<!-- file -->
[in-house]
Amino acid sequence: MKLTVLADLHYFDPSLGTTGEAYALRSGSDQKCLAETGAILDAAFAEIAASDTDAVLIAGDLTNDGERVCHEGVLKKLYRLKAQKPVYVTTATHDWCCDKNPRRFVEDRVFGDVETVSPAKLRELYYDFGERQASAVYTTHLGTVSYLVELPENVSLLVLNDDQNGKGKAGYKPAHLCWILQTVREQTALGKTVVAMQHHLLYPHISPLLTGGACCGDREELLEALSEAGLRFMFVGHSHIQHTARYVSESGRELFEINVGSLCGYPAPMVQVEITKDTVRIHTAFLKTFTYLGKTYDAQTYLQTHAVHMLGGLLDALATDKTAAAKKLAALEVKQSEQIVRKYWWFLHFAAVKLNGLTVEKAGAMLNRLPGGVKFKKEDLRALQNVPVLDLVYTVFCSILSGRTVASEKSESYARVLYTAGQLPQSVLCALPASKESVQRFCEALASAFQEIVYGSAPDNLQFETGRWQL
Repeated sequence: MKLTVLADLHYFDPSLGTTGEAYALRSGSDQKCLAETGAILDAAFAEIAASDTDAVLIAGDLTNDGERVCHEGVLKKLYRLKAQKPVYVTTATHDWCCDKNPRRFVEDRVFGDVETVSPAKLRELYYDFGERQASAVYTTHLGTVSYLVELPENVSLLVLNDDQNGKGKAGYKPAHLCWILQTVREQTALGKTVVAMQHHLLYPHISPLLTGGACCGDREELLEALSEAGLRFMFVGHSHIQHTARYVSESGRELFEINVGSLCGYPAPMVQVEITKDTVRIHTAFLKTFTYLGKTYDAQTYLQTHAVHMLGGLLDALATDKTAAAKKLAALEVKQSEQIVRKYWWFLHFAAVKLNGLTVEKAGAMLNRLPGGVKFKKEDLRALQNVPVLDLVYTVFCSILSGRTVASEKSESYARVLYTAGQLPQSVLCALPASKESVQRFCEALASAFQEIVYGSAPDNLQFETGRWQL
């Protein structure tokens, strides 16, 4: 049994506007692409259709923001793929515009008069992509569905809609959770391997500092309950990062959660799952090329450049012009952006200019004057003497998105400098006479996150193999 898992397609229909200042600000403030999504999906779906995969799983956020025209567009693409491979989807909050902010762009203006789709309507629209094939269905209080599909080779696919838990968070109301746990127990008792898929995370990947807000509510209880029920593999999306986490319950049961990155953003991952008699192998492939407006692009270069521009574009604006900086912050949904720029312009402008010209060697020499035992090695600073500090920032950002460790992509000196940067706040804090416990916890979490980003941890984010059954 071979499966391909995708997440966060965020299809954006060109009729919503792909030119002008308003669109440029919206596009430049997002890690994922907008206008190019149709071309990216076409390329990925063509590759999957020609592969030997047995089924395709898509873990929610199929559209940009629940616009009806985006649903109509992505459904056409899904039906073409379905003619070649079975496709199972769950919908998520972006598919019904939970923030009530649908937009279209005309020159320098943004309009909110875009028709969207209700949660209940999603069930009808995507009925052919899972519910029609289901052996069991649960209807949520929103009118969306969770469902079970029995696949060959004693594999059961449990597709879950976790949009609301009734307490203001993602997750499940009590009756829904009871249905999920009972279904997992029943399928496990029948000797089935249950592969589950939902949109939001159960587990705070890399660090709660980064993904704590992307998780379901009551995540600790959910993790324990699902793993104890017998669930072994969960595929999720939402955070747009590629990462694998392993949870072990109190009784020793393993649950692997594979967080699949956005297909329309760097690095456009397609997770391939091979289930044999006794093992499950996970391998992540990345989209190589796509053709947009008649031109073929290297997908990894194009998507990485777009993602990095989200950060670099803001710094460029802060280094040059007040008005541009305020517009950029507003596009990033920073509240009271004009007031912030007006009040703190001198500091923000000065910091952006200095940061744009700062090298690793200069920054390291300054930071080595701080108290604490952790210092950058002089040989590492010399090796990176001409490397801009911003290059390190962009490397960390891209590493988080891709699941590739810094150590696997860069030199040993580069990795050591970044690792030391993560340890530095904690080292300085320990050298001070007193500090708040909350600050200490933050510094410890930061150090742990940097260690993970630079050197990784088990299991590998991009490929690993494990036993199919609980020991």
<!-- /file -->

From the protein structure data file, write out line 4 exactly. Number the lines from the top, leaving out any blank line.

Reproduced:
């Protein structure tokens, strides 16, 4: 049994506007692409259709923001793929515009008069992509569905809609959770391997500092309950990062959660799952090329450049012009952006200019004057003497998105400098006479996150193999 898992397609229909200042600000403030999504999906779906995969799983956020025209567009693409491979989807909050902010762009203006789709309507629209094939269905209080599909080779696919838990968070109301746990127990008792898929995370990947807000509510209880029920593999999306986490319950049961990155953003991952008699192998492939407006692009270069521009574009604006900086912050949904720029312009402008010209060697020499035992090695600073500090920032950002460790992509000196940067706040804090416990916890979490980003941890984010059954 071979499966391909995708997440966060965020299809954006060109009729919503792909030119002008308003669109440029919206596009430049997002890690994922907008206008190019149709071309990216076409390329990925063509590759999957020609592969030997047995089924395709898509873990929610199929559209940009629940616009009806985006649903109509992505459904056409899904039906073409379905003619070649079975496709199972769950919908998520972006598919019904939970923030009530649908937009279209005309020159320098943004309009909110875009028709969207209700949660209940999603069930009808995507009925052919899972519910029609289901052996069991649960209807949520929103009118969306969770469902079970029995696949060959004693594999059961449990597709879950976790949009609301009734307490203001993602997750499940009590009756829904009871249905999920009972279904997992029943399928496990029948000797089935249950592969589950939902949109939001159960587990705070890399660090709660980064993904704590992307998780379901009551995540600790959910993790324990699902793993104890017998669930072994969960595929999720939402955070747009590629990462694998392993949870072990109190009784020793393993649950692997594979967080699949956005297909329309760097690095456009397609997770391939091979289930044999006794093992499950996970391998992540990345989209190589796509053709947009008649031109073929290297997908990894194009998507990485777009993602990095989200950060670099803001710094460029802060280094040059007040008005541009305020517009950029507003596009990033920073509240009271004009007031912030007006009040703190001198500091923000000065910091952006200095940061744009700062090298690793200069920054390291300054930071080595701080108290604490952790210092950058002089040989590492010399090796990176001409490397801009911003290059390190962009490397960390891209590493988080891709699941590739810094150590696997860069030199040993580069990795050591970044690792030391993560340890530095904690080292300085320990050298001070007193500090708040909350600050200490933050510094410890930061150090742990940097260690993970630079050197990784088990299991590998991009490929690993494990036993199919609980020991």